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Winter Whale Watching

Last Updated: Thursday, November 21, 2019 by Virginia Beach
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When the winter approaches and chilly temperatures start to arrive in Virginia Beach, the local entertainment and sightseeing doesn’t stop.  In, fact, in many ways it heats up! Virginia Beach has spectacular sunsets, constantly changing and migrating species of incredible wildlife and much smaller crowds during the winter. The overall magnificence of a VB winter is ready for you to explore and discover. While crowds may be smaller on the beach, space begins filling up quickly beneath the water’s surface, come the winter months. This is the peak season for some of our most popular visitors… whales! Tony Splendore, a Virginia Beach local, found that out on his first ever whale watching expedition.  Man was he impressed!

Just off the shores of Cape Henry a large humpback whale jumps to say hi!


When to See the Whales

In Virginia Beach, whale watching can only be done during the winter months, usually December through March. This is because humpback and fin whales only stop by Virginia Beach’s Chesapeake Bay as they migrate in winter to northern states and sometimes as far as Canada.

We like to say that whales enjoy hanging out in our coastal waters during the cooler seasons because it’s their home away from home. They spend a majority of their time during the warmer months of the year in the polar regions.  But when the severe chill of the polar regions gets too much to bear, they come visit us. And who can blame them?

Want to go eye-to-eye with a humpback whale?


You can join in on the fun on one of the many whale-watching cruises offering opportunities to see these magnificent creatures first-hand. Book a Rudee’s Winter Wildlife Whale-Watching Cruise to be led on an educational expedition along the Atlantic coast, searching for whales, dolphins, seals and a variety of species of birds. You never know what you might see, so make sure that your camera is always ready!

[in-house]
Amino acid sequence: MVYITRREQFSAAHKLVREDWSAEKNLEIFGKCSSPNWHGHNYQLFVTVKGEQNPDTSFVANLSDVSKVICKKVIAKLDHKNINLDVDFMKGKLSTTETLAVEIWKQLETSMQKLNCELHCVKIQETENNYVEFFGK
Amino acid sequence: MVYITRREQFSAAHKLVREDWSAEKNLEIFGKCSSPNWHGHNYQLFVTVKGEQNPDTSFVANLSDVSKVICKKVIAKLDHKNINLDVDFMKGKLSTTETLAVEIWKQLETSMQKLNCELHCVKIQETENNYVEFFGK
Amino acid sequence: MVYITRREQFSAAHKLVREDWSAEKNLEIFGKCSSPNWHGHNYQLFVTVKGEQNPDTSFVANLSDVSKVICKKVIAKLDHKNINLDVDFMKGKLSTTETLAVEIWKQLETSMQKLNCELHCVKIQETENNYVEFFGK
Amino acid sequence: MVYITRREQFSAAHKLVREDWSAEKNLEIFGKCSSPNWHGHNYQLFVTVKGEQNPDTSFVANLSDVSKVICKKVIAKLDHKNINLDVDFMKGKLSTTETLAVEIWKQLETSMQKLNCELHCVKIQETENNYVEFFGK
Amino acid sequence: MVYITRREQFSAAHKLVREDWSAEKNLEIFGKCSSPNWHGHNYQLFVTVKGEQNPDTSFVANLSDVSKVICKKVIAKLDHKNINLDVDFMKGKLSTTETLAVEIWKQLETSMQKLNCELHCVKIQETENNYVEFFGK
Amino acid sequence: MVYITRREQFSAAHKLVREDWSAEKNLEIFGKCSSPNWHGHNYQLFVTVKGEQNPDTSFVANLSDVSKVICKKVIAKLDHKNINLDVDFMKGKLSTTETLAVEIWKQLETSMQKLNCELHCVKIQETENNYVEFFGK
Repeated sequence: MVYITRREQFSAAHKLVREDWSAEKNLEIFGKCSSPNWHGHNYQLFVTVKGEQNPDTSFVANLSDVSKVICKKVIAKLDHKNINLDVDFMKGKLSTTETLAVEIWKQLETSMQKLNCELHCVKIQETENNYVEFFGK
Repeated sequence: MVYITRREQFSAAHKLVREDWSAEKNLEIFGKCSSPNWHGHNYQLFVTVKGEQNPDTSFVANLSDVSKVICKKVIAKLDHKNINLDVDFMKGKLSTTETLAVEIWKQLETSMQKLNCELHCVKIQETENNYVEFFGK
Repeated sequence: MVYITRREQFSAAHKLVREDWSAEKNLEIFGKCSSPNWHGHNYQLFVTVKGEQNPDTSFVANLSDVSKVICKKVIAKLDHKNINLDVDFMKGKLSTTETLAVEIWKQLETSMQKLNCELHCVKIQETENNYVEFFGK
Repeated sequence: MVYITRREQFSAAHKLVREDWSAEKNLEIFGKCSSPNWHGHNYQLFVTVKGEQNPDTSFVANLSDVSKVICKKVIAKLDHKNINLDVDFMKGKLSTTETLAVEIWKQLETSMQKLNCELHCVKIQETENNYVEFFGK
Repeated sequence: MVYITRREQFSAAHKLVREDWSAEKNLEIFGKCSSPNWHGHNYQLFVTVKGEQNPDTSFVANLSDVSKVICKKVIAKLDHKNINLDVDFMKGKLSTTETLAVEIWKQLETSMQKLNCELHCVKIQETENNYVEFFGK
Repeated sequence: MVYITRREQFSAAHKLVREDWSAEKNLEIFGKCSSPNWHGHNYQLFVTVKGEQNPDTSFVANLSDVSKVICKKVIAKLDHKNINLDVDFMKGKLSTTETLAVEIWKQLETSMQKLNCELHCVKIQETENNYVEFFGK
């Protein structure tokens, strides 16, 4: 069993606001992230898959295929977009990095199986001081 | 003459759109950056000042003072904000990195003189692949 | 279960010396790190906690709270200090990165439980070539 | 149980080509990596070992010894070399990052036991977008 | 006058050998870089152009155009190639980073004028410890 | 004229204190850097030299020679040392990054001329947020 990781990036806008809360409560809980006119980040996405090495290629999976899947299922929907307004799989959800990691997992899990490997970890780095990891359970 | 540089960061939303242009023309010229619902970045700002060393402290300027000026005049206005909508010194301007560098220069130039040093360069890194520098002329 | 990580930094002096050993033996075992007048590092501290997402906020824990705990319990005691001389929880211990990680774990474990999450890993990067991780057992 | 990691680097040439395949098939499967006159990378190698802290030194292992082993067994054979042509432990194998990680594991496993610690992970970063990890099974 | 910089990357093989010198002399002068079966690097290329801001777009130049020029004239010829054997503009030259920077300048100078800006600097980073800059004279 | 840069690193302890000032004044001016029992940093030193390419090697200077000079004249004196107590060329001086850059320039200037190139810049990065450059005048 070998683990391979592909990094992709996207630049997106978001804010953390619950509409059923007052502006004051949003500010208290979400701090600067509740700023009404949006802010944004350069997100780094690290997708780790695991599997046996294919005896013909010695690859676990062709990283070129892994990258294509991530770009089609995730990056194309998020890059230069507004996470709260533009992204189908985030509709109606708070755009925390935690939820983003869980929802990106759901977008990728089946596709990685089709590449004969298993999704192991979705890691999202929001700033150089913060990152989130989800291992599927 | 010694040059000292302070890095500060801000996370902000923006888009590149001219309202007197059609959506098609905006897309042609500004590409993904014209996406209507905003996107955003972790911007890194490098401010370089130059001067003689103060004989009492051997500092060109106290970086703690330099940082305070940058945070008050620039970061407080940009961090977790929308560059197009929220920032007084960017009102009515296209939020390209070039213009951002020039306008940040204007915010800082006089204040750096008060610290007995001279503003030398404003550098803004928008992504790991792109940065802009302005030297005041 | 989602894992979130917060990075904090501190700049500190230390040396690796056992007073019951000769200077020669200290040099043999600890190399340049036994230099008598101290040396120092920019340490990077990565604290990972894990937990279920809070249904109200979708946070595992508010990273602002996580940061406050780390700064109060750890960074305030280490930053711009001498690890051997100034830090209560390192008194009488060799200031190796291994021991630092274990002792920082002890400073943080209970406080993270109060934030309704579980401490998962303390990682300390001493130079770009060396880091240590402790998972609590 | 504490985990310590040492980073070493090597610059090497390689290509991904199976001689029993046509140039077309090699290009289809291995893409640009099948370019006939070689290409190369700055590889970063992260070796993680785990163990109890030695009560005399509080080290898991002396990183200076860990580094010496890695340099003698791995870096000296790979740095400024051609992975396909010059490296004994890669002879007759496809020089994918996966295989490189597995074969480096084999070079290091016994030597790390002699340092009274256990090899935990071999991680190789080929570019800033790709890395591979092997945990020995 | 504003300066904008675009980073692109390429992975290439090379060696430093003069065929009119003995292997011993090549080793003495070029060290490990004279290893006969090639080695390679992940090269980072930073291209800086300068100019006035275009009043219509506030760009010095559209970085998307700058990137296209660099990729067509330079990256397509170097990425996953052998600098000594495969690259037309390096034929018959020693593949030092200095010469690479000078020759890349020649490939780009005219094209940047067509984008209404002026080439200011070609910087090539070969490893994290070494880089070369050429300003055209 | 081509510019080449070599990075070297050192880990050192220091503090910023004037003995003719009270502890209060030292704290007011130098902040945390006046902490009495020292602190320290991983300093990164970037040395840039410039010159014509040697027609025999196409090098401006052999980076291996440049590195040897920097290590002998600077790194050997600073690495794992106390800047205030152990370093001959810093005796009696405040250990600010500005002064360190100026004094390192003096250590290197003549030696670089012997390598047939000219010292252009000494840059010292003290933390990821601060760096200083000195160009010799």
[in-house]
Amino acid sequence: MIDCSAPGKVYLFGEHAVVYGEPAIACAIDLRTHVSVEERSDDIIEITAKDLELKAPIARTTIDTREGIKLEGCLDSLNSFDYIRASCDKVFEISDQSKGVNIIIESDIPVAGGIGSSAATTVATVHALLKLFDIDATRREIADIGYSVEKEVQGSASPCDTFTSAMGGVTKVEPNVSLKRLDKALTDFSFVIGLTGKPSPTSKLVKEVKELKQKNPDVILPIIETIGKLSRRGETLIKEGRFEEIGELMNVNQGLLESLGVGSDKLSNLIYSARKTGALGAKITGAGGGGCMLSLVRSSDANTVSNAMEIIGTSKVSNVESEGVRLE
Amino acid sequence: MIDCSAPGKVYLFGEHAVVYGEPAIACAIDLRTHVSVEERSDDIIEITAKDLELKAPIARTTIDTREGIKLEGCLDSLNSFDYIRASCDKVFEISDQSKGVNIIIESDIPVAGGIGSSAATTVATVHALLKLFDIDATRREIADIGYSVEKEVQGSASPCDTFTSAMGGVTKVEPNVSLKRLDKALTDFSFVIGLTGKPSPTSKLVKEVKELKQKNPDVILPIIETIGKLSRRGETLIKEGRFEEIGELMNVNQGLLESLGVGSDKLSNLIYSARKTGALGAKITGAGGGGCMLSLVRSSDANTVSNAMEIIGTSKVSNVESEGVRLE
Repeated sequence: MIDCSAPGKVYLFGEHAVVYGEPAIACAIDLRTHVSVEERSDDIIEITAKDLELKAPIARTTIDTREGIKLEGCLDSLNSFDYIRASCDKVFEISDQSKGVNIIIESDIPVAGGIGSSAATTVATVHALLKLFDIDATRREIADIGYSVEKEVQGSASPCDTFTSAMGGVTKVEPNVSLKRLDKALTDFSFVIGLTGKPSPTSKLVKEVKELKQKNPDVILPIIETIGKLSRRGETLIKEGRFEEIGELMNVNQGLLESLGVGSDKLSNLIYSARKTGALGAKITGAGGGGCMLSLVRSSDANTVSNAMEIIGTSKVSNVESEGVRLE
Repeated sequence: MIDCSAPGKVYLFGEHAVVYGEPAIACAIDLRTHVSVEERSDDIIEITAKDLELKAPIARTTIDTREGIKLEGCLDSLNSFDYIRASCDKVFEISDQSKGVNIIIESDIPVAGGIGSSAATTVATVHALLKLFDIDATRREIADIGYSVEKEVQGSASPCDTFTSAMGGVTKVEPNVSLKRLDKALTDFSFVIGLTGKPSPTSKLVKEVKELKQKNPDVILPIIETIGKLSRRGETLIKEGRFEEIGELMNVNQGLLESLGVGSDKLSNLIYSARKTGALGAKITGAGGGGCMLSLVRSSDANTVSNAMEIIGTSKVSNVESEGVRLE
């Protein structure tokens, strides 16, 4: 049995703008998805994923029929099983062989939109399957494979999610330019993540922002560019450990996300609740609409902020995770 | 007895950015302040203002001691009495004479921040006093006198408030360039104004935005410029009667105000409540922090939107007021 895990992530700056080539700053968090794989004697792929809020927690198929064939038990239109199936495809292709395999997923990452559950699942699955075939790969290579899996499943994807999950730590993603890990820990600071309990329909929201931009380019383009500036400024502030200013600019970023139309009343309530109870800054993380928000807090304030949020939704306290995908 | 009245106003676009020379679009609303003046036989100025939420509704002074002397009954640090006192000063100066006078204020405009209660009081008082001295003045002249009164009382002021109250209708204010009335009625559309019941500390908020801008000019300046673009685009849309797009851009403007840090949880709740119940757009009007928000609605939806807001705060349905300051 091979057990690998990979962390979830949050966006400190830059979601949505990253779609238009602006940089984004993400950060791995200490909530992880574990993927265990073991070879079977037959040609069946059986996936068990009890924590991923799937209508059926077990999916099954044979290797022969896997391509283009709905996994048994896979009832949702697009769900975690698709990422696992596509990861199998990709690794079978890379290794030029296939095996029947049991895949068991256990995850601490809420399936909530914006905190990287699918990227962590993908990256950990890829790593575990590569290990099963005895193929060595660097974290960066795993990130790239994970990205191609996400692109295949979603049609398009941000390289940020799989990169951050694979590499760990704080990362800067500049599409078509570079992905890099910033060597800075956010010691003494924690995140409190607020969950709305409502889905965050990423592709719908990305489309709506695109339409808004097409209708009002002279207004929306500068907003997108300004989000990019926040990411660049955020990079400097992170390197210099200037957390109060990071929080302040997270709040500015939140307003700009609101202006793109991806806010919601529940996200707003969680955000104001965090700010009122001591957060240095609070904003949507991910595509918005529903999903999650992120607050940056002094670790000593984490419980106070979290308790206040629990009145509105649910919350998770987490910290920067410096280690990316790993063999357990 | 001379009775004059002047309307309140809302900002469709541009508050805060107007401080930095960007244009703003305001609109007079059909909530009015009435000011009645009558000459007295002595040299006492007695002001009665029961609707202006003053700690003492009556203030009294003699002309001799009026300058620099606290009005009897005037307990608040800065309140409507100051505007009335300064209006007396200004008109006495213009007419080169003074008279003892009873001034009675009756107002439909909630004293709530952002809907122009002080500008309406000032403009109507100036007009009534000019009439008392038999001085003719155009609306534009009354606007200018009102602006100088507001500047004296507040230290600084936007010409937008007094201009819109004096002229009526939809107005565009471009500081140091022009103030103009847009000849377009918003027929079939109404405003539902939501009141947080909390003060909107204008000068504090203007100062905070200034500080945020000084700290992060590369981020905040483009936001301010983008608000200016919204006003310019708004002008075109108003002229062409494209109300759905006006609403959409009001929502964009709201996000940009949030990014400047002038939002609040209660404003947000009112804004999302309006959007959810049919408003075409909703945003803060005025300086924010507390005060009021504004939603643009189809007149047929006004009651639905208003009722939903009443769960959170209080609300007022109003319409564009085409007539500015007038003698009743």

What to Think About Before You Begin Planning

Back in the 2009 whale watching season, planned tours and boating trips were not able to venture out into the coastal waters due to unusually severe winter weather. Bad weather is always a concern for trips to Virginia Beach in winter. Also, keep in mind that seeing a whale is never guaranteed on any boat tour… even when the weather is ideal. However, don’t be completely discouraged, approximately 80 percent of visitors who participated in whale watching boat trips in past seasons saw at least one whale during their trip.

Because whales migrate based on water and air temperatures, it’s sometimes hard to determine the best time for whale-watching. While the prime months for sightings are typically January through February, whales and whale pods have been spotted in large numbers as early as December. Sometimes, you can give the local tour companies like Rudee Tours a call to see if they’ve spotted any whales yet. If they’ve already been spotted in the coastal waters for the season, you’re more likely to see them on an excursion because they are social animals and they like to hang around with each other!